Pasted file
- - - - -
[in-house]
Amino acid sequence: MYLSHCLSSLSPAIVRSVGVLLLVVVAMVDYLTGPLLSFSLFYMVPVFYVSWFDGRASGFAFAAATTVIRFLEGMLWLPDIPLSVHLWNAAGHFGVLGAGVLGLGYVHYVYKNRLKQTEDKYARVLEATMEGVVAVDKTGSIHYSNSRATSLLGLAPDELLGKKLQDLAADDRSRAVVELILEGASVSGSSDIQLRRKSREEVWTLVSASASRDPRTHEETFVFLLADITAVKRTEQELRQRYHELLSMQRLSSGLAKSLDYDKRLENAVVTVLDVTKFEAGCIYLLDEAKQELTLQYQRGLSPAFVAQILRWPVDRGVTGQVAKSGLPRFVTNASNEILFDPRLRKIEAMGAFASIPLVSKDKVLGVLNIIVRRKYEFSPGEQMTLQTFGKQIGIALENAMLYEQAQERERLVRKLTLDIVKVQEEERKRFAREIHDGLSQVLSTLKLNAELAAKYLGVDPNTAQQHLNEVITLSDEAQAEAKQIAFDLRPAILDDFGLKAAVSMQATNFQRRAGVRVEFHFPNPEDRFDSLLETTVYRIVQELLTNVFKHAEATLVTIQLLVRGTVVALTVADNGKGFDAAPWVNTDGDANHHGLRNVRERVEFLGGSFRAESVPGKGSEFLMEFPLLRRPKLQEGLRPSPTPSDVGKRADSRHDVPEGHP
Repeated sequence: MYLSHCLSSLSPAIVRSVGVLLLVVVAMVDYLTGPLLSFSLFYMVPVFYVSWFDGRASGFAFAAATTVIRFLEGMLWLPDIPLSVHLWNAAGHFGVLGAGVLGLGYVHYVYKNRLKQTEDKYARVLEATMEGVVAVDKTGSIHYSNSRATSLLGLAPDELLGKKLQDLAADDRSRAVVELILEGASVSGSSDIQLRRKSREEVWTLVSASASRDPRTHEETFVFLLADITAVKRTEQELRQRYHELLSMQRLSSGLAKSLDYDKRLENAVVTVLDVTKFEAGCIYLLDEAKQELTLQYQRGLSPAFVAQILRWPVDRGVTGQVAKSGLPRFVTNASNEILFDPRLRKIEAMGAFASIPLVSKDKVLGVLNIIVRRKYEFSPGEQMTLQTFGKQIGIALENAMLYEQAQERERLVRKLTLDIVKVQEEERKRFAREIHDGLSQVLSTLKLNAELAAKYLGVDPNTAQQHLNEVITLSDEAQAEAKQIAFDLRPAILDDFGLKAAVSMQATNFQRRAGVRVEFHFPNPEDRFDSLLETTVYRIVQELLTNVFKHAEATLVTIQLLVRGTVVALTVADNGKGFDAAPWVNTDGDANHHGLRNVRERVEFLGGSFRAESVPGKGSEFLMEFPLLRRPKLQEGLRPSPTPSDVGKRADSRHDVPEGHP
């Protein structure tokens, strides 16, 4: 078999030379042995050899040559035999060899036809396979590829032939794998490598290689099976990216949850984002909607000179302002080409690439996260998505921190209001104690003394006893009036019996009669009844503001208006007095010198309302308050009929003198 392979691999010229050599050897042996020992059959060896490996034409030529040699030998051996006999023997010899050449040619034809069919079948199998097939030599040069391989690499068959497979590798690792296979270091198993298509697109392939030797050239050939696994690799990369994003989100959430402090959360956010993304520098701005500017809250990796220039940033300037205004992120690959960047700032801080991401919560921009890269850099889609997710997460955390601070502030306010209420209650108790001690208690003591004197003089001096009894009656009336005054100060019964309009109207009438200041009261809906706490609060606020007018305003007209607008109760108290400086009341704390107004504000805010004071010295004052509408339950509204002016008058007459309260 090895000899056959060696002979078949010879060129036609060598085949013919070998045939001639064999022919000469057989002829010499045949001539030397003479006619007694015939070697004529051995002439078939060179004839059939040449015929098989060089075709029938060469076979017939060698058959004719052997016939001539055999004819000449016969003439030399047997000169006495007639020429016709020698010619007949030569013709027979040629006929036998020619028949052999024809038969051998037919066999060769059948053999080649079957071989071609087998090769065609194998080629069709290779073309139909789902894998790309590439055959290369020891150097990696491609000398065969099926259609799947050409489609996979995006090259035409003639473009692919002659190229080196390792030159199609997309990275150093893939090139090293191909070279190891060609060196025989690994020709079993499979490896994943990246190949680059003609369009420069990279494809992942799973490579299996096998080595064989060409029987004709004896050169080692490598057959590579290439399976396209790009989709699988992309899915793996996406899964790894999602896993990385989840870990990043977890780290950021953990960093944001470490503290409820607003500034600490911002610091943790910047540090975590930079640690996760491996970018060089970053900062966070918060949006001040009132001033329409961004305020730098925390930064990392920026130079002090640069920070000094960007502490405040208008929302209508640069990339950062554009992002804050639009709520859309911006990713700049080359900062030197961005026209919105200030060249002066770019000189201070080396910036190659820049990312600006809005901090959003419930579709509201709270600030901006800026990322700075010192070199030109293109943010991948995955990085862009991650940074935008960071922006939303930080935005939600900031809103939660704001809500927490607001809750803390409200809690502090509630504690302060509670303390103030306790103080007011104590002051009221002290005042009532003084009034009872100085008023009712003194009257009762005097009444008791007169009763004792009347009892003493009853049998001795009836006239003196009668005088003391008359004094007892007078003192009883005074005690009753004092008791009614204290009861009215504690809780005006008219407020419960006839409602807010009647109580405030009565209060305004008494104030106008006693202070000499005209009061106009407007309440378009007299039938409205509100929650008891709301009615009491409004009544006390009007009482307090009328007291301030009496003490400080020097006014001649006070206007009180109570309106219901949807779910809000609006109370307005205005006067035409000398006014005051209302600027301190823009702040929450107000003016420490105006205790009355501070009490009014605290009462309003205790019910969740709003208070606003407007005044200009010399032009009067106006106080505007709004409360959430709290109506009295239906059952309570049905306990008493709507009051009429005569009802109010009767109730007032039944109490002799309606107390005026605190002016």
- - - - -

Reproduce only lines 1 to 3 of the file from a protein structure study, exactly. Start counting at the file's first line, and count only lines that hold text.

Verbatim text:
[in-house]
Amino acid sequence: MYLSHCLSSLSPAIVRSVGVLLLVVVAMVDYLTGPLLSFSLFYMVPVFYVSWFDGRASGFAFAAATTVIRFLEGMLWLPDIPLSVHLWNAAGHFGVLGAGVLGLGYVHYVYKNRLKQTEDKYARVLEATMEGVVAVDKTGSIHYSNSRATSLLGLAPDELLGKKLQDLAADDRSRAVVELILEGASVSGSSDIQLRRKSREEVWTLVSASASRDPRTHEETFVFLLADITAVKRTEQELRQRYHELLSMQRLSSGLAKSLDYDKRLENAVVTVLDVTKFEAGCIYLLDEAKQELTLQYQRGLSPAFVAQILRWPVDRGVTGQVAKSGLPRFVTNASNEILFDPRLRKIEAMGAFASIPLVSKDKVLGVLNIIVRRKYEFSPGEQMTLQTFGKQIGIALENAMLYEQAQERERLVRKLTLDIVKVQEEERKRFAREIHDGLSQVLSTLKLNAELAAKYLGVDPNTAQQHLNEVITLSDEAQAEAKQIAFDLRPAILDDFGLKAAVSMQATNFQRRAGVRVEFHFPNPEDRFDSLLETTVYRIVQELLTNVFKHAEATLVTIQLLVRGTVVALTVADNGKGFDAAPWVNTDGDANHHGLRNVRERVEFLGGSFRAESVPGKGSEFLMEFPLLRRPKLQEGLRPSPTPSDVGKRADSRHDVPEGHP
Repeated sequence: MYLSHCLSSLSPAIVRSVGVLLLVVVAMVDYLTGPLLSFSLFYMVPVFYVSWFDGRASGFAFAAATTVIRFLEGMLWLPDIPLSVHLWNAAGHFGVLGAGVLGLGYVHYVYKNRLKQTEDKYARVLEATMEGVVAVDKTGSIHYSNSRATSLLGLAPDELLGKKLQDLAADDRSRAVVELILEGASVSGSSDIQLRRKSREEVWTLVSASASRDPRTHEETFVFLLADITAVKRTEQELRQRYHELLSMQRLSSGLAKSLDYDKRLENAVVTVLDVTKFEAGCIYLLDEAKQELTLQYQRGLSPAFVAQILRWPVDRGVTGQVAKSGLPRFVTNASNEILFDPRLRKIEAMGAFASIPLVSKDKVLGVLNIIVRRKYEFSPGEQMTLQTFGKQIGIALENAMLYEQAQERERLVRKLTLDIVKVQEEERKRFAREIHDGLSQVLSTLKLNAELAAKYLGVDPNTAQQHLNEVITLSDEAQAEAKQIAFDLRPAILDDFGLKAAVSMQATNFQRRAGVRVEFHFPNPEDRFDSLLETTVYRIVQELLTNVFKHAEATLVTIQLLVRGTVVALTVADNGKGFDAAPWVNTDGDANHHGLRNVRERVEFLGGSFRAESVPGKGSEFLMEFPLLRRPKLQEGLRPSPTPSDVGKRADSRHDVPEGHP